It seems Penn State has fallen victim to one of the classic blunders – the most famous of which is “never get involved in a land war in Asia” – never go in against an insurance company when there’s serious money on the line.
A man testified in court in 2014 that Penn State football coach Joe Paterno ignored his complaints of a sexual assault committed by assistant coach Jerry Sandusky in 1976 when the man was a 14-year-old boy, according to new court documents unsealed Tuesday in a Philadelphia court.
The victim, who was identified in court records as John Doe 150, said that while he was attending a football camp at Penn State, Sandusky touched him as he showered. Sandusky’s finger penetrated the boy’s rectum, Doe testified in court in 2014, and the victim asked to speak with Paterno about it. Doe testified that he specifically told Paterno that Sandusky had sexually assaulted him, and Paterno ignored it.
“Is it accurate that Coach Paterno quickly said to you, ‘I don’t want to hear about any of that kind of stuff, I have a football season to worry about?’” the man’s lawyer asked him in 2014.
“Specifically. Yes … I was shocked, disappointed, offended. I was insulted… I said, is that all you’re going to do? You’re not going to do anything else?”
And there’s more where that came from.
That is but one of the multiple depositions from the documents illustrating claims of abuse that spanned more than two decades before it was brought to the attention of law enforcement. The documents stem from an insurance lawsuit over allegations that a boy told Paterno that Sandusky was abusing young boys.
It’s sad to think there are still plenty of Penn State fans who want Paterno’s statue restored to its place on campus.
Probably a good thing for him.
Penn State’s legal settlements with Jerry Sandusky’s accusers cover alleged abuse dating to 1971, which was 40 years before his arrest, the university said Sunday, providing the first confirmation of the time frame of abuse claims that have led to big payouts.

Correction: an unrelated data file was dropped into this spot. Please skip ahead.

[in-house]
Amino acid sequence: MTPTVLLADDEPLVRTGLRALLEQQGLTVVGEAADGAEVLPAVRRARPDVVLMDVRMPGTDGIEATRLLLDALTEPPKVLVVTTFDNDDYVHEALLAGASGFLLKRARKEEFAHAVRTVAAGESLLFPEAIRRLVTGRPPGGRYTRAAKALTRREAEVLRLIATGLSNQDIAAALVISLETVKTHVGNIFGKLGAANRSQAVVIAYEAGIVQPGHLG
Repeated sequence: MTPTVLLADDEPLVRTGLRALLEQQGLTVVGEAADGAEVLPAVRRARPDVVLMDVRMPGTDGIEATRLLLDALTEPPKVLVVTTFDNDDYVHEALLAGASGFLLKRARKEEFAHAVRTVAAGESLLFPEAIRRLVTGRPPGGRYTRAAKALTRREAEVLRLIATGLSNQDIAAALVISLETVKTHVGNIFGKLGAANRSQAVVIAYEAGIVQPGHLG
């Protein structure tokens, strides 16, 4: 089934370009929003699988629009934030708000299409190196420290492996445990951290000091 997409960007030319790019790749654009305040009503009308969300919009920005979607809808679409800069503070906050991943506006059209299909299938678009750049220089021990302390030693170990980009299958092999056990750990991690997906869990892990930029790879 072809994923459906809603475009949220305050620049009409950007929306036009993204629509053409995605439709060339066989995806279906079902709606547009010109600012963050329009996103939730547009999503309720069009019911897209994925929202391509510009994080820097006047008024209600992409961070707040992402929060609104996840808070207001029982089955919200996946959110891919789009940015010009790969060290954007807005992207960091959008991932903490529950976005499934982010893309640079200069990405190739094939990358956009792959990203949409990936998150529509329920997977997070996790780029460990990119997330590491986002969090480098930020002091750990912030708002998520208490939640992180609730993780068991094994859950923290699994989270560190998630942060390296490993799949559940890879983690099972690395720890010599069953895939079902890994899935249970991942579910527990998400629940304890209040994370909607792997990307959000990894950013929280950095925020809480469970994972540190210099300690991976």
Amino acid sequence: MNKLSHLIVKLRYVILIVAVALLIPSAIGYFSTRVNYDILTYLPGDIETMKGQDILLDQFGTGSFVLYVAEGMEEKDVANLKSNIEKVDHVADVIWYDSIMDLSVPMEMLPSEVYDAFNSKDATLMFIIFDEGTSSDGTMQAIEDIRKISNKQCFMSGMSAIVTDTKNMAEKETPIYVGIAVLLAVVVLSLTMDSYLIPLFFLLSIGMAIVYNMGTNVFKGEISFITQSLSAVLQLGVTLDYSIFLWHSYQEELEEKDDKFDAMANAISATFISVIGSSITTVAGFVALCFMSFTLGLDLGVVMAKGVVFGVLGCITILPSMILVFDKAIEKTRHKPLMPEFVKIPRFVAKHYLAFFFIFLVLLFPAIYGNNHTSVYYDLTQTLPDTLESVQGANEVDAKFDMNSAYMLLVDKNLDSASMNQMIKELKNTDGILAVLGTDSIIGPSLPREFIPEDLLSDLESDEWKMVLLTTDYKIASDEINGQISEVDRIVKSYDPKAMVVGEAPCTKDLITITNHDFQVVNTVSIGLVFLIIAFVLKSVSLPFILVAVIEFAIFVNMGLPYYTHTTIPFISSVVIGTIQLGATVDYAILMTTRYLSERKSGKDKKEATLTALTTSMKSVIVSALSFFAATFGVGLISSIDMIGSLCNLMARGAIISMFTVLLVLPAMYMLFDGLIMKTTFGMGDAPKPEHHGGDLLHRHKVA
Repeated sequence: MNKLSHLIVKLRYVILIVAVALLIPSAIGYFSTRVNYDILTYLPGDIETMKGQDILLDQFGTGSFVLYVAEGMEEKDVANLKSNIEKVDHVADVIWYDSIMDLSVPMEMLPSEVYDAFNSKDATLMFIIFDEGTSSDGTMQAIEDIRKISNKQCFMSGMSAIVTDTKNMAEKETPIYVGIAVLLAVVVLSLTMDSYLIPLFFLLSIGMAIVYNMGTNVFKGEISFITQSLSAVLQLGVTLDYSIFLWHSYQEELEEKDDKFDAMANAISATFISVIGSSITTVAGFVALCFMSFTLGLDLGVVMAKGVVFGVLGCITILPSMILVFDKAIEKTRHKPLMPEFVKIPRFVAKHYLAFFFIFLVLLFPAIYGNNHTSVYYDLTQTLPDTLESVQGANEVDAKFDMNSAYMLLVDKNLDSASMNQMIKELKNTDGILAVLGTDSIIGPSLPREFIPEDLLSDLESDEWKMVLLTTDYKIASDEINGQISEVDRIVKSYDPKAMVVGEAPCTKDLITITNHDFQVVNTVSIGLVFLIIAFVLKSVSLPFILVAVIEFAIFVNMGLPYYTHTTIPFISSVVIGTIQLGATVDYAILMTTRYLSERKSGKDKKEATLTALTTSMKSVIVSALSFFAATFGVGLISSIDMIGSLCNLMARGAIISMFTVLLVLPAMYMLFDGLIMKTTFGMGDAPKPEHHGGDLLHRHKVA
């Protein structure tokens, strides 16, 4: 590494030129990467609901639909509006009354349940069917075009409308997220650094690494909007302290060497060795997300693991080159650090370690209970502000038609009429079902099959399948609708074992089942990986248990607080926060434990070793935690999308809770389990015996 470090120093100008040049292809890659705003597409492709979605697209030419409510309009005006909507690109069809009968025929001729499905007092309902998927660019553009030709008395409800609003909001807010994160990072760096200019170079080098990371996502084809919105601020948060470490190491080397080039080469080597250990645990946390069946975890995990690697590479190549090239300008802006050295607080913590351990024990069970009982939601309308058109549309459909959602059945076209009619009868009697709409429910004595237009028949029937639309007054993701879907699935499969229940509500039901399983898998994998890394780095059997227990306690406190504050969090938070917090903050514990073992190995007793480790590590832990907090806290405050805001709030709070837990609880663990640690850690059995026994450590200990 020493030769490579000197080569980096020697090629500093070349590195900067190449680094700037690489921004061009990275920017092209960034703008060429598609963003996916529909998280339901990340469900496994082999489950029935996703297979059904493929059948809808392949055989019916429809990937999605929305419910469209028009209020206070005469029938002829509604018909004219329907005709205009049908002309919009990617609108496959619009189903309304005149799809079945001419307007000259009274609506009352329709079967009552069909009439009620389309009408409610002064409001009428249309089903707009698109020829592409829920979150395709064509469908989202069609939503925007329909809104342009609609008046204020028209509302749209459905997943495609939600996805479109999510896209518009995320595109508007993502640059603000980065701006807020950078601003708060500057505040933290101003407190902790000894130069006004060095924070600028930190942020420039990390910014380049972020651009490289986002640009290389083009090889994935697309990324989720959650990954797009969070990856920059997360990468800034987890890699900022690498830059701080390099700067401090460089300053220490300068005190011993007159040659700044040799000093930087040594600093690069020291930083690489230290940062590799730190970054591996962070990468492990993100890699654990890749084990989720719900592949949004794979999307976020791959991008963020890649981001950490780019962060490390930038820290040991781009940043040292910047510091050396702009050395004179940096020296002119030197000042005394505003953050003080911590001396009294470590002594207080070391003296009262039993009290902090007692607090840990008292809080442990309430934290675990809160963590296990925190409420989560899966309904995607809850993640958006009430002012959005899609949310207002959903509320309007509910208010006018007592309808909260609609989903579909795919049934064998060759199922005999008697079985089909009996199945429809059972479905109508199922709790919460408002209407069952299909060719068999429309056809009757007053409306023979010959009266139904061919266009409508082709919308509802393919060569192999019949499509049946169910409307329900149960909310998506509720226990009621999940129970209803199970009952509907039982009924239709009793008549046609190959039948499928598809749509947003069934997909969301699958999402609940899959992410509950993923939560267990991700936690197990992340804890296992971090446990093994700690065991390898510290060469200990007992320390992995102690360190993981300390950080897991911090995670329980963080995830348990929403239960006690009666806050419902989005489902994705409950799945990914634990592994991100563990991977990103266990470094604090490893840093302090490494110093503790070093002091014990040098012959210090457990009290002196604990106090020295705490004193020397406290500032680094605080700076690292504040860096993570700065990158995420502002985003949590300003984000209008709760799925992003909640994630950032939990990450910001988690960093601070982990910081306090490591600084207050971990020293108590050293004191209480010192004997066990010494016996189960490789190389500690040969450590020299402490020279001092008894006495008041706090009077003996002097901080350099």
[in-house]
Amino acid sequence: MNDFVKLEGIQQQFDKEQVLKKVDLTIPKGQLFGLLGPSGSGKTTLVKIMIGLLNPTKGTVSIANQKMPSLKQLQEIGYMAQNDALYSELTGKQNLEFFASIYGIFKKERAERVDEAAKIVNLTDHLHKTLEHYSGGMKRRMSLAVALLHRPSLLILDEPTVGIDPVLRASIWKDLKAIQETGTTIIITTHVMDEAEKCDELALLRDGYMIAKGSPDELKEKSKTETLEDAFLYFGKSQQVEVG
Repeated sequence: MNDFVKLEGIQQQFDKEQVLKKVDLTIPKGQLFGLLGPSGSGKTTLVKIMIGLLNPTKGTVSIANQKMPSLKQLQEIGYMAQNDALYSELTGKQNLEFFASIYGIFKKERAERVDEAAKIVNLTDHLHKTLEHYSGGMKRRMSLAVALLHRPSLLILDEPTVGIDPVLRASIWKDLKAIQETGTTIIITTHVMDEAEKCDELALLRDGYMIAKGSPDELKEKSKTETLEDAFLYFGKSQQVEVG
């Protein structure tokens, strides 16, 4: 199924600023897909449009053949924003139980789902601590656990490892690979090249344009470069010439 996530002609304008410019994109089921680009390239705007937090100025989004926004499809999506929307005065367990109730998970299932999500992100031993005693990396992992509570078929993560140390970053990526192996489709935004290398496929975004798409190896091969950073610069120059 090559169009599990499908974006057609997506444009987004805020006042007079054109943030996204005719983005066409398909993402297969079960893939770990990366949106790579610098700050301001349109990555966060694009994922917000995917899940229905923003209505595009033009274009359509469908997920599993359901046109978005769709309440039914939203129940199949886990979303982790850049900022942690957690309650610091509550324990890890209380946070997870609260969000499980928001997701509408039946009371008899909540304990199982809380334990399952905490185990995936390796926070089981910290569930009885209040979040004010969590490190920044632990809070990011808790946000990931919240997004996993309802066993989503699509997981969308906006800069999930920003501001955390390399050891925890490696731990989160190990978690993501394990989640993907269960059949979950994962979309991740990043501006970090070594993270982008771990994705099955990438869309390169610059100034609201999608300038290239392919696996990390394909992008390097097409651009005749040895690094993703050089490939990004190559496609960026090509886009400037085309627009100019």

1971? Holy crap.
If you believe money talks, that’s some pretty loud shouting.
It’s worth a try, I suppose, but insurance companies litigating multi-million dollar claims don’t tend to be as sweet and understanding as that fourth-grade teacher who let you get away with that excuse.
A new bombshell dropped in the Jerry Sandusky child sex abuse scandal Thursday.
It came in the form of a single line in a court order on a related insurance coverage case involving Penn State, and its full ramifications can’t immediately be gauged.
But that line was eye-popping in itself.
The line in question states that one of Penn State’s insurers has claimed “in 1976, a child allegedly reported to PSU’s Head Coach Joseph Paterno that he (the child) was sexually molested by Sandusky.”
The order also cites separate references in 1987 and 1988 in which unnamed assistant coaches witnessed inappropriate contact between Sandusky and unidentified children, and a 1988 case that was supposedly referred to Penn State’s athletic director at the time.
Naturally everyone on the Penn State side – there’s almost $60 million at stake in insurance proceeds, remember – as well as Paterno’s family is quick to caution that this pronouncement shouldn’t be taken at face value. And you know what? They have the luxury to do so because…
First, it’s unlikely that corroborating or disproving information about the allegation will surface. According to Penn Live, the record containing the deposition transcript is sealed. Also, the victim who made the allegation against Paterno has apparently reached a confidential settlement with Penn State. Odds are this victim will not make his identity known or ever talk about his claim about Paterno.
Well, that’s certainly convenient.
Throw in that Jerry Sandusky is getting his day in appellate court and it’s all just a reminder that there are no heroes in this mess, only shitheads, enablers and victims. I’ll leave you to decide who is what.
Indulge yourself a little.
Start your weekend off with a little something.